The article is written by someone who is offering solutions that can be applied by some people. Yes, even if its just like a first aid responder who cleans the superficial woonds of an injured person, while waiting for the ER unit to come handle a suspected fracture, possibly a concussion and the shock of the whole thing. The patient and the caregiver don’t know the severity of the situation but nevertheless the caregiver will comfort the wounded (the article goes beyond that, eloquently).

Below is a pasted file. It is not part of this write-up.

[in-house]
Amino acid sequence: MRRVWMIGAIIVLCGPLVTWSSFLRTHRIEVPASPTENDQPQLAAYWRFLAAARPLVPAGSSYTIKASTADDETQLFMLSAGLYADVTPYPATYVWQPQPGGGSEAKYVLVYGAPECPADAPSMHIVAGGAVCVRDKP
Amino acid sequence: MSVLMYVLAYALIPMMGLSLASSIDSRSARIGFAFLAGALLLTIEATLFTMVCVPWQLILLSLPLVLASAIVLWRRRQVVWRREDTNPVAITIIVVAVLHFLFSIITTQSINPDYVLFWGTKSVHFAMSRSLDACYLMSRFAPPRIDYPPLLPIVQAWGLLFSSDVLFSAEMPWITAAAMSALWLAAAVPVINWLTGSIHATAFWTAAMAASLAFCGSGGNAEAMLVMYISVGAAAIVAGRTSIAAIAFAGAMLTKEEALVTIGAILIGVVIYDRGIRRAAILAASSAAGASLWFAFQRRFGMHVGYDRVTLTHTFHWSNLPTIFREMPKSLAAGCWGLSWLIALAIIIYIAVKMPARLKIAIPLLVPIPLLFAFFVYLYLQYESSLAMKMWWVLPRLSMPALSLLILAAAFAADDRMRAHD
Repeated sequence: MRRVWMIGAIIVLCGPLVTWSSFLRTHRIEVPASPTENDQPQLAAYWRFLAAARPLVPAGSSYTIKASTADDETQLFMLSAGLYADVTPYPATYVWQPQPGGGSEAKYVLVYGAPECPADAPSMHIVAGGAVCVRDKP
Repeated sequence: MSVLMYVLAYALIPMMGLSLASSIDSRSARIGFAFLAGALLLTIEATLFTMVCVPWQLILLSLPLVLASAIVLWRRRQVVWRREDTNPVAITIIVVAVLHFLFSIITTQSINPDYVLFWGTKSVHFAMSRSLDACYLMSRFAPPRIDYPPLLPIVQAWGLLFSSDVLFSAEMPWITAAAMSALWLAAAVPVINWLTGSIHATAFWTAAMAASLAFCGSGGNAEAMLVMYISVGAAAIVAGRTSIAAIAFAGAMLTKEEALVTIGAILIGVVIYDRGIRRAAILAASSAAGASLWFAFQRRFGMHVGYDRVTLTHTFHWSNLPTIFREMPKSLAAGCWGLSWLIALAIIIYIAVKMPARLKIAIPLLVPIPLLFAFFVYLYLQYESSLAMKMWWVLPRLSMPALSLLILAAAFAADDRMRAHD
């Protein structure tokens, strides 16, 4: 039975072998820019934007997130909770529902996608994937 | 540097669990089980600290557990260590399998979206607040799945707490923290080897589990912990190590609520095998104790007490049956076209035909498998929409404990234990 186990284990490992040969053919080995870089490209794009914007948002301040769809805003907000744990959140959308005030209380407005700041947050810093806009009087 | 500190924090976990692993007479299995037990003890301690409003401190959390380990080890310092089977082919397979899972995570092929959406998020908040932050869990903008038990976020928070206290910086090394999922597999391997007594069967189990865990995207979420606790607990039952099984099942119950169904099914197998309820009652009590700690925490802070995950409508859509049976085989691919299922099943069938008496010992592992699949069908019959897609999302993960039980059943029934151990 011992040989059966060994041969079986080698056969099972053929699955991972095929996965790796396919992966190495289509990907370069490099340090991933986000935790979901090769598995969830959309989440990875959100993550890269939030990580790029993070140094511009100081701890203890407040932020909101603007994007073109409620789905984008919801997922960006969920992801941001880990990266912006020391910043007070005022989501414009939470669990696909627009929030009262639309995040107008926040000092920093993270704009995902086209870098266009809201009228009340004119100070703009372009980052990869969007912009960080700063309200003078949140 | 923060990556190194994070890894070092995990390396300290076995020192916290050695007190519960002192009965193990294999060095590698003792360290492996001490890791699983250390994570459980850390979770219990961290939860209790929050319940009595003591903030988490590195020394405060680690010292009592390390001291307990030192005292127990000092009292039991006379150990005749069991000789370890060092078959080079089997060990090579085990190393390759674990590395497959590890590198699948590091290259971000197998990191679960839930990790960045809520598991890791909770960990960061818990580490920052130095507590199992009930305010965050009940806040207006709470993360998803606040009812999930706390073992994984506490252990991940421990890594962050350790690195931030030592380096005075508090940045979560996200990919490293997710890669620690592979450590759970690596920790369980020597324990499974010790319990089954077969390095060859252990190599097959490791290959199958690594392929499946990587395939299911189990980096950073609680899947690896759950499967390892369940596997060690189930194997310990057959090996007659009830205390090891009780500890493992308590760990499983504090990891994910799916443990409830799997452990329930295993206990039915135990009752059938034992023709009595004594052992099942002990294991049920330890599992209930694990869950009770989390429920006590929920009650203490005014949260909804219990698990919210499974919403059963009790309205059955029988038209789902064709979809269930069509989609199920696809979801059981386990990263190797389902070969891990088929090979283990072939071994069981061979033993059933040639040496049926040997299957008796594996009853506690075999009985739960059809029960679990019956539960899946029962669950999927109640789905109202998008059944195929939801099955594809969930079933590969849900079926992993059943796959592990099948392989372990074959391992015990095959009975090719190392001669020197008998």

Anyone can be an activist to a certain degree ,by applying ideas he gets. There isn’t any activit-o-meter that i am aware of. Maybe an ‘activist-meme’ is set in motion and it can be expressed in many forms. An entrepreneur who is exchanging homemade jam for eggs with his neighbours. A businessman who owns a local gym, restaurant, dance school, small market, a farmer who can grow and distribute his/her own produce (in countries where its still ‘legal’. I kept the ‘titles’ used in the business world, like ‘entrepreneur’ on purpose. If you read the previous sentence and replace the ‘business slang’ with the word ‘person’, would it make it a more appropriate sentence for an activist page? The reason i am bringing this up is because everyone can be an activist by adapting to their specific environment. Not everyone is in the exact same state (physical, spiritual, financial etc) and the article will be read from a wide audience. People that still manage to get through the hardships can also start helping out. Lets not get confused with what we call them. Yes, your baker is a ‘business’ and so is the ‘business’ who sold you your chair and your laptop (might be an outlet or Johny the tech guy you knew from highschool). Both your baker (who still works with his banker because he doesn’t have a choice) and your tech outlet (or Johny) invested money. The baker is an investor, so is the outlet and so is Johny. Is the word ‘investor’ only used when there are stocks and bonds involved?